If you are in Milan, trains run on a regular basis, about every hour, from Milano Centrale Station to Stresa (Recommended starting point for your visit to the islands). I recommend using the faster/cleaner Eurocity fast trains that leave Milano several times a day. These stop at very few town north of Milan and make the journey far more comfortable and faster than are the regional trains. Travel time between Milan and Stresa on the Eurocity trains from Milan is about an hour. Note that the regional trains are, indeed, less expensive-but slower!

To check train schedules:

Trenitalia English web site

On arrival in Stresa, you can either take a taxi or walk to the ferry building. By taxi, six minutes, by foot fifteen minutes-and it is all downhill from the station to the ferry building.

Transport on the lake ferry’s is very easy. Ticket offices are located in all of the ferry buildings that dot the villages along the lake. From Stresa, the trip to Isola Bella takes all of ten minutes. Fares vary by departure point. For further information on fares and schedules, check:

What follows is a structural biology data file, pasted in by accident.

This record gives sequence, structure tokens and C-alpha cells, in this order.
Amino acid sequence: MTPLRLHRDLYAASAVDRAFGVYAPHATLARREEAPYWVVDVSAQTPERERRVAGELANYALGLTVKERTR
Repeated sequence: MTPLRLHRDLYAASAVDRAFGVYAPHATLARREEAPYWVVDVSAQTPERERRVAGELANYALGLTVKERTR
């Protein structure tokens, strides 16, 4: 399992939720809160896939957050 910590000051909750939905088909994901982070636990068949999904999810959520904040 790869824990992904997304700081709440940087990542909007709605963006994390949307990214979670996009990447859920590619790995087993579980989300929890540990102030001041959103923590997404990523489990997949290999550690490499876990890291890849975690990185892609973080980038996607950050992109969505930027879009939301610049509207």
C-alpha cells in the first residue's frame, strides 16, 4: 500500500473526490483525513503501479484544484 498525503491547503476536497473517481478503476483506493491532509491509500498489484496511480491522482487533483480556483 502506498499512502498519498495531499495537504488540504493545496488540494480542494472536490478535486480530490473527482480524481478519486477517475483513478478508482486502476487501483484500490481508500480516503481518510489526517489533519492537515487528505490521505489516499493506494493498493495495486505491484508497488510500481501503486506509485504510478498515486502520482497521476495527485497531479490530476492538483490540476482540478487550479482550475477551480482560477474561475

Lake Region Water Transportation

Isola Bella Villa and Gardens: The villa and gardens are open from March 24, 2012 – October 21, 9:30AM – 5:00PM. Tickets for both the Villa and gardens are Euro 13.00 for adults, Euro 5.50 for children between the ages of 6 and 15. Children under 6 years of age enter at no charge.

Where to stay?

Watch for future posts with details. My recommendation is to use the town of Stresa for all your explorations of the Lake Region, with the exception of Lake Garda. More to come!